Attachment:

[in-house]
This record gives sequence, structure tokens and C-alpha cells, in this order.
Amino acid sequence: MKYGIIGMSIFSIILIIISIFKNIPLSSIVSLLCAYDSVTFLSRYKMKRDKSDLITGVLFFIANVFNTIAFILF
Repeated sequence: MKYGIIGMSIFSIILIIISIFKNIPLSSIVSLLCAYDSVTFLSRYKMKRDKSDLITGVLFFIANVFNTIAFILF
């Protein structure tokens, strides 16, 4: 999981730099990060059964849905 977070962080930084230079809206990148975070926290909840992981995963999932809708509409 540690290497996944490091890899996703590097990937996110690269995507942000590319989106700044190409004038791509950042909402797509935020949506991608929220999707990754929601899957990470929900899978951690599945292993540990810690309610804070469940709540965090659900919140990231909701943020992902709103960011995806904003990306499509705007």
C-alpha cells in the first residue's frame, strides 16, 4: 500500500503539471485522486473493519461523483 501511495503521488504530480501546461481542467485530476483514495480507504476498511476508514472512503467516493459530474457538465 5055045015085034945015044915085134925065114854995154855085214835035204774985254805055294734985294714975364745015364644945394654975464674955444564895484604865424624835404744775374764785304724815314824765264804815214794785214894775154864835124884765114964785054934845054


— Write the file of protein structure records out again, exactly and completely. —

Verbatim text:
[in-house]
This record gives sequence, structure tokens and C-alpha cells, in this order.
Amino acid sequence: MKYGIIGMSIFSIILIIISIFKNIPLSSIVSLLCAYDSVTFLSRYKMKRDKSDLITGVLFFIANVFNTIAFILF
Repeated sequence: MKYGIIGMSIFSIILIIISIFKNIPLSSIVSLLCAYDSVTFLSRYKMKRDKSDLITGVLFFIANVFNTIAFILF
């Protein structure tokens, strides 16, 4: 999981730099990060059964849905 977070962080930084230079809206990148975070926290909840992981995963999932809708509409 540690290497996944490091890899996703590097990937996110690269995507942000590319989106700044190409004038791509950042909402797509935020949506991608929220999707990754929601899957990470929900899978951690599945292993540990810690309610804070469940709540965090659900919140990231909701943020992902709103960011995806904003990306499509705007």
C-alpha cells in the first residue's frame, strides 16, 4: 500500500503539471485522486473493519461523483 501511495503521488504530480501546461481542467485530476483514495480507504476498511476508514472512503467516493459530474457538465 5055045015085034945015044915085134925065114854995154855085214835035204774985254805055294734985294714975364745015364644945394654975464674955444564895484604865424624835404744775374764785304724815314824765264804815214794785214894775154864835124884765114964785054934845054